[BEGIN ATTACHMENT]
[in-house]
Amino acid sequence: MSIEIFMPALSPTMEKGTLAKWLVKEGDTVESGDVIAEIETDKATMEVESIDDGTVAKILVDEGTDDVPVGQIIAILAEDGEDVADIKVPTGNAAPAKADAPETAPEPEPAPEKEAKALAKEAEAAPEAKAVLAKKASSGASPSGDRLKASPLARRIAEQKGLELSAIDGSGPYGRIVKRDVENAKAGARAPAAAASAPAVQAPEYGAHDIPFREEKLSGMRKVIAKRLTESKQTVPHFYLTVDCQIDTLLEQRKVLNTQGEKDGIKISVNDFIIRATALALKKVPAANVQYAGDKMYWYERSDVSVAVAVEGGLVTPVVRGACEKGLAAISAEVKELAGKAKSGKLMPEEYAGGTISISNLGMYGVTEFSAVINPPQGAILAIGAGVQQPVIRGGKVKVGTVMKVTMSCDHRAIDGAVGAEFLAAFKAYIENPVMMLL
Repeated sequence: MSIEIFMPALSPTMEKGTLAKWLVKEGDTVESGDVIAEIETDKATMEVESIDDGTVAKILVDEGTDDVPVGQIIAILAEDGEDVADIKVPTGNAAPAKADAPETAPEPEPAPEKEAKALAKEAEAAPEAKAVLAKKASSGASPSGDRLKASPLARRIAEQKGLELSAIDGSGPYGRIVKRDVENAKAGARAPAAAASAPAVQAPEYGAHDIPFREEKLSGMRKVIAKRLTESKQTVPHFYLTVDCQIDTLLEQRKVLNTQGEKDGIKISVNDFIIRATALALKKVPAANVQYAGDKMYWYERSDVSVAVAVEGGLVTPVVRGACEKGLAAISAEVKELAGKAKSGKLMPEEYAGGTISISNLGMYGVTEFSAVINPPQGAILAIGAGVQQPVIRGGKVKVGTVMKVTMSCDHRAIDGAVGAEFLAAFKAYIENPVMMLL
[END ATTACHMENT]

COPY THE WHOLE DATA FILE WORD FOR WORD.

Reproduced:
[in-house]
Amino acid sequence: MSIEIFMPALSPTMEKGTLAKWLVKEGDTVESGDVIAEIETDKATMEVESIDDGTVAKILVDEGTDDVPVGQIIAILAEDGEDVADIKVPTGNAAPAKADAPETAPEPEPAPEKEAKALAKEAEAAPEAKAVLAKKASSGASPSGDRLKASPLARRIAEQKGLELSAIDGSGPYGRIVKRDVENAKAGARAPAAAASAPAVQAPEYGAHDIPFREEKLSGMRKVIAKRLTESKQTVPHFYLTVDCQIDTLLEQRKVLNTQGEKDGIKISVNDFIIRATALALKKVPAANVQYAGDKMYWYERSDVSVAVAVEGGLVTPVVRGACEKGLAAISAEVKELAGKAKSGKLMPEEYAGGTISISNLGMYGVTEFSAVINPPQGAILAIGAGVQQPVIRGGKVKVGTVMKVTMSCDHRAIDGAVGAEFLAAFKAYIENPVMMLL
Repeated sequence: MSIEIFMPALSPTMEKGTLAKWLVKEGDTVESGDVIAEIETDKATMEVESIDDGTVAKILVDEGTDDVPVGQIIAILAEDGEDVADIKVPTGNAAPAKADAPETAPEPEPAPEKEAKALAKEAEAAPEAKAVLAKKASSGASPSGDRLKASPLARRIAEQKGLELSAIDGSGPYGRIVKRDVENAKAGARAPAAAASAPAVQAPEYGAHDIPFREEKLSGMRKVIAKRLTESKQTVPHFYLTVDCQIDTLLEQRKVLNTQGEKDGIKISVNDFIIRATALALKKVPAANVQYAGDKMYWYERSDVSVAVAVEGGLVTPVVRGACEKGLAAISAEVKELAGKAKSGKLMPEEYAGGTISISNLGMYGVTEFSAVINPPQGAILAIGAGVQQPVIRGGKVKVGTVMKVTMSCDHRAIDGAVGAEFLAAFKAYIENPVMMLL